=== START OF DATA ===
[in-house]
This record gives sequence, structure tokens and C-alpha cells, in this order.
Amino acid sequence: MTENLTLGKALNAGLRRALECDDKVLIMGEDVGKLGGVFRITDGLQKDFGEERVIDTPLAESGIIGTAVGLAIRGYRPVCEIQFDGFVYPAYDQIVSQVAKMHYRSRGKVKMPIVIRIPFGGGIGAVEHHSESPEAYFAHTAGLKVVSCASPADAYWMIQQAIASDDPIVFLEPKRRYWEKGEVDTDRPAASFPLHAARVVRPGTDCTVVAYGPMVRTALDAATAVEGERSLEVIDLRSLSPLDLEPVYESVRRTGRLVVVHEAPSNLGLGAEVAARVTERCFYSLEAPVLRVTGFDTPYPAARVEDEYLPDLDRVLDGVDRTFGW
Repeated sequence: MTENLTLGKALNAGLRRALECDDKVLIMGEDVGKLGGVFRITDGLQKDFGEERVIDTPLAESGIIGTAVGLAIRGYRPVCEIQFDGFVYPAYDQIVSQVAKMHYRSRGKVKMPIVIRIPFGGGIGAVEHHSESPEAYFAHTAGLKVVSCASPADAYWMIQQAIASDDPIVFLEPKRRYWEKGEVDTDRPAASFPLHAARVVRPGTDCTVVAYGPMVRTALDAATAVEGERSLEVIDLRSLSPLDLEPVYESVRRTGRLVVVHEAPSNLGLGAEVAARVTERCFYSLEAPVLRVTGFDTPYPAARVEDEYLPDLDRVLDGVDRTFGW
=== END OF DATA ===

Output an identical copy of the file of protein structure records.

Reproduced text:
[in-house]
This record gives sequence, structure tokens and C-alpha cells, in this order.
Amino acid sequence: MTENLTLGKALNAGLRRALECDDKVLIMGEDVGKLGGVFRITDGLQKDFGEERVIDTPLAESGIIGTAVGLAIRGYRPVCEIQFDGFVYPAYDQIVSQVAKMHYRSRGKVKMPIVIRIPFGGGIGAVEHHSESPEAYFAHTAGLKVVSCASPADAYWMIQQAIASDDPIVFLEPKRRYWEKGEVDTDRPAASFPLHAARVVRPGTDCTVVAYGPMVRTALDAATAVEGERSLEVIDLRSLSPLDLEPVYESVRRTGRLVVVHEAPSNLGLGAEVAARVTERCFYSLEAPVLRVTGFDTPYPAARVEDEYLPDLDRVLDGVDRTFGW
Repeated sequence: MTENLTLGKALNAGLRRALECDDKVLIMGEDVGKLGGVFRITDGLQKDFGEERVIDTPLAESGIIGTAVGLAIRGYRPVCEIQFDGFVYPAYDQIVSQVAKMHYRSRGKVKMPIVIRIPFGGGIGAVEHHSESPEAYFAHTAGLKVVSCASPADAYWMIQQAIASDDPIVFLEPKRRYWEKGEVDTDRPAASFPLHAARVVRPGTDCTVVAYGPMVRTALDAATAVEGERSLEVIDLRSLSPLDLEPVYESVRRTGRLVVVHEAPSNLGLGAEVAARVTERCFYSLEAPVLRVTGFDTPYPAARVEDEYLPDLDRVLDGVDRTFGW